The realists among us (who don’t always include me) have sometimes wondered how it is that Ceesay is playing Slovak league football in the first place, especially given that Žilina acquired him from Belgian side Westerlo. If he was that good, surely another club in a western Europe league would have wanted him. But there is another, more sensitive issue here and it is that Ceesay is a devout Muslim, one who insists on observing the rules of the holy month of Ramadan. This is probably not a matter Slovak clubs have had to pay much attention to before but, in a newspaper interview last autumn, Pavel Hapal, Žilina’s former coach, did have a very respectable stab at balancing respect for a player’s beliefs with worries about how dentrimental a refusal to take in food and water during daylight hours might affect his fitness. This is an issue that could affect bigger clubs of course, but I suspect that Žilina have reached an acceptance in Ceesay’s case that goes something like this ; we respect the player’s right to observe his religion. If his physical condition or on-field focus is sometimes lacking, whether or not because of such observance, it is a price worth paying in this case because, when he is in top form, he is a match-winner and can be simply unplayable.

As someone who watches Žilina, that strikes me as a fair trade-off. Ceesay has had me shaking my head in resignation at his seeming incompetence more times than I care to remember. But the moments when he does something brilliant and makes you ask, ‘how the hell did he do that?’ are regular enough, and brilliant enough, to compensate. In any case, unpredictability itself can be a weapon sometimes. If, as I imagine, Ceesay sometimes doesn’t know what he’s going to do when the ball comes to him, then neither do the opposition. Also,  even if he did manage to add consistency to his game, it just wouldn’t be the same. Momo wouldn’t be Momo anymore.

 James Baxter

9 responses so far

9 Responses to “Focus On: Momodou Ceesay”

  1.   StaryJazvecon 30 Nov 2011 at 1:06 pm

    Dont like to be hater, as I’ve seen Momo’s high centre of gravity in action close up, but doesnt he miscontrol that ball, rather than flick up, re. wonder goal.

  2.   StaryJazvecon 30 Nov 2011 at 1:08 pm

    Nice “wish it round the post” by the keeper as well, but anyway.

  3.   britskibelasion 30 Nov 2011 at 1:54 pm

    I think Jazvec is just bitter because he hasn’t seen a goal like that down the ‘Zalka for years!

    I think it was a superb goal and a perfect illustration of the points James is making about Ceesay. Maybe he did miscontrol it, maybe it was the 1 in a 100 attempts where you hope for the best and it comes, but he picked the right match to pull it ogg and the end result was entertainment of the kind you don’t see very often in Slovakia!

  4.   Jameson 01 Dec 2011 at 9:43 am

    I definitely don’t think he miscontrolled it but then I wouldn’t. Usually, when he miscontrols a ball it bounces two yards off his shin. When he gets things right, he gets them all right – even (sometimes) the staying upright bit.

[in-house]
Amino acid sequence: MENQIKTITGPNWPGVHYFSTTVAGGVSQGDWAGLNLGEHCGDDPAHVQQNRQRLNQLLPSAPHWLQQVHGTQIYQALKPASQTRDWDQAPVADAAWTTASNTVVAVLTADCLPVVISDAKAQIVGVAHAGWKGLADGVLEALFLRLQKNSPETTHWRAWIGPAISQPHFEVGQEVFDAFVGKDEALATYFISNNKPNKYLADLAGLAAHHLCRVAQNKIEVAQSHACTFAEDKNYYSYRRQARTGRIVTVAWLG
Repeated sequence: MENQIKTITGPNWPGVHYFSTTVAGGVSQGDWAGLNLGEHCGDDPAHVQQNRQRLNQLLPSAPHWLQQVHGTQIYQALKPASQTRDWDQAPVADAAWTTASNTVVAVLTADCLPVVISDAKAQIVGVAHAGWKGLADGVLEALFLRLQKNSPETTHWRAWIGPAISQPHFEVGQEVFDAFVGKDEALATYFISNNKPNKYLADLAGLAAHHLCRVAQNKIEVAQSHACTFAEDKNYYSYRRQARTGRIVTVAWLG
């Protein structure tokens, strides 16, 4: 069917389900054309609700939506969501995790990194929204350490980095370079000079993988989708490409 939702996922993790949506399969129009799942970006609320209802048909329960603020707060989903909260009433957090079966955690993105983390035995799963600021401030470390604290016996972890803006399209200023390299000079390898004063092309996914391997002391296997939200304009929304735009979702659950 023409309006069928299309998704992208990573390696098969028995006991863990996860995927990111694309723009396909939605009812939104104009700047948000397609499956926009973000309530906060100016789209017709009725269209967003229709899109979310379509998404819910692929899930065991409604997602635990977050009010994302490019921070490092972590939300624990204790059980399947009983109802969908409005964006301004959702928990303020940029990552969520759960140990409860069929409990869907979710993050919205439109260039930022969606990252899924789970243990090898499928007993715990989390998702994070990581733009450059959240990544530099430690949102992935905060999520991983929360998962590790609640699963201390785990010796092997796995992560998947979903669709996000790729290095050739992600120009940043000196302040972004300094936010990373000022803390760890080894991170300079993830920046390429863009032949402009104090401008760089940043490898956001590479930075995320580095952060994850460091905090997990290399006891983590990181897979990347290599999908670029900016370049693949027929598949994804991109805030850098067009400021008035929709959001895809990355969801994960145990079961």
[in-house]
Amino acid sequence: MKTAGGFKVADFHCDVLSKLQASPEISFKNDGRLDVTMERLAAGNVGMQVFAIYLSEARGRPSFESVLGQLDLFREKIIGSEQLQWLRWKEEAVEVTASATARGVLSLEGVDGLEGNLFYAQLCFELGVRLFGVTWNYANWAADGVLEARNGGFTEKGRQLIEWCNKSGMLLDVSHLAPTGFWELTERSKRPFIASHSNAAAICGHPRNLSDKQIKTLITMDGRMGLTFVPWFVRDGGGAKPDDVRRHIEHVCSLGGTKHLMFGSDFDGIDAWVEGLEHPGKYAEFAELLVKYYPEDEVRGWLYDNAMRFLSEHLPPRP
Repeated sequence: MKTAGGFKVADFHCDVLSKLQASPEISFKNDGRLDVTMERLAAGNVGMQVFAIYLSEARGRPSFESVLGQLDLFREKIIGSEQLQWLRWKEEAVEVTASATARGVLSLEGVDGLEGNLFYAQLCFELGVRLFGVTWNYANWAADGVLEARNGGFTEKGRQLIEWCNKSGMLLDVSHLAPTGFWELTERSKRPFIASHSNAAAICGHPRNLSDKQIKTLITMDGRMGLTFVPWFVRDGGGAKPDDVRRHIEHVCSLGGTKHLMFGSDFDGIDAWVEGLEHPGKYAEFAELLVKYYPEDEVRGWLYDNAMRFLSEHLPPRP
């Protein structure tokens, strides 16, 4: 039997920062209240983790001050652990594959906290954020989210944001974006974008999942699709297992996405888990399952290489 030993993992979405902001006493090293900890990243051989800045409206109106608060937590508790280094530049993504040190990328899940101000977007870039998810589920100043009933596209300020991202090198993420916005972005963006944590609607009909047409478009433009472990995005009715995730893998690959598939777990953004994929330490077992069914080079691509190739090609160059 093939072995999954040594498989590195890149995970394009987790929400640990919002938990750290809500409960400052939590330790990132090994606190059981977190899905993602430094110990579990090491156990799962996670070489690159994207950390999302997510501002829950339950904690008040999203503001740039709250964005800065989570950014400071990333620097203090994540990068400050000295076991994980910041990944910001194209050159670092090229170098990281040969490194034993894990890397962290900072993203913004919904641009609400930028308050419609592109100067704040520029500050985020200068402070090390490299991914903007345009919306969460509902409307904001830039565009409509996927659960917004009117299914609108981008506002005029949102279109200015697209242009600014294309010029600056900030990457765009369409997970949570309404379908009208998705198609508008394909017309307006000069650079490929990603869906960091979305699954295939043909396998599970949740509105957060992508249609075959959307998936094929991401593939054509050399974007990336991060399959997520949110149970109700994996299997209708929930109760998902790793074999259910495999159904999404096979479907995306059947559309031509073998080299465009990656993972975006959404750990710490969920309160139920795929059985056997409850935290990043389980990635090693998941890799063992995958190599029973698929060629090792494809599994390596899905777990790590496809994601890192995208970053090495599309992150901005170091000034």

5.   George Mon 02 Dec 2011 at 2:05 pm

    Does anyone know how many goals Slovan let in yesterday ?

  6.   Jameson 02 Dec 2011 at 4:06 pm

    Two. Bilbao won 2-1. Good game to watch, I thought, though it looked windy judging by debris flying about the pitch. But both teams were good – Sebo scored a well-taken goal (equaliser)just two minutes after Halenar hit the bar with a brilliant free-kick effort, which deserved to bounce in rather than out. Bilbao scored winner with 15 mins to go. Probably the right result overall – but only just.

  7.   britskibelasion 02 Dec 2011 at 6:11 pm

    Yep, unfortunately not much opportunity to provide any coverage of that match on the blog. Did see Sebo’s goal though, agree that he took it well, even if the keeper got himself in a bit of a mess. Missed the free-kick from Halenar unfortunately.

    So, Salzburg need to win in Bratislava. Pleased that the match is not a dead rubber and looking forward to the 15th.

  8.   Jameson 02 Dec 2011 at 6:47 pm

    The funny thing is that for all Weiss setting out to keep a clean sheet in these games, they sometimes do well when they go a goal down early. Last night it was 15 mins – Bilbao’s first genuine chance. The last 15 mins of the first half – the period that saw the free-kick and the goal – was excellent from Slovan.

    Second-half was even initially but Bilbao started coming on strong towards the end. An enjoyable game to watch and a good performance from Slovan. They seem to be learning how to play in Europe now, for all that the points aren’t coming. But if some of this squad stick around and they get in again next year, who knows?

    I’m glad the Salzburg match will have sth in it too. They seem more up for the competition than PSG. A big downside for Slovan is that Bagayoko and Milinkovic will be suspended, both for silly tackles. If Guede isn’t joining them in the stands (sth went wrong with our transmission for the last 5 mins so I don’t know), he’s a lucky lad as he got away with two deliberate handballs and another silly foul.

  9.   StaryJazvecon 06 Dec 2011 at 7:02 pm

    Good pt., m8.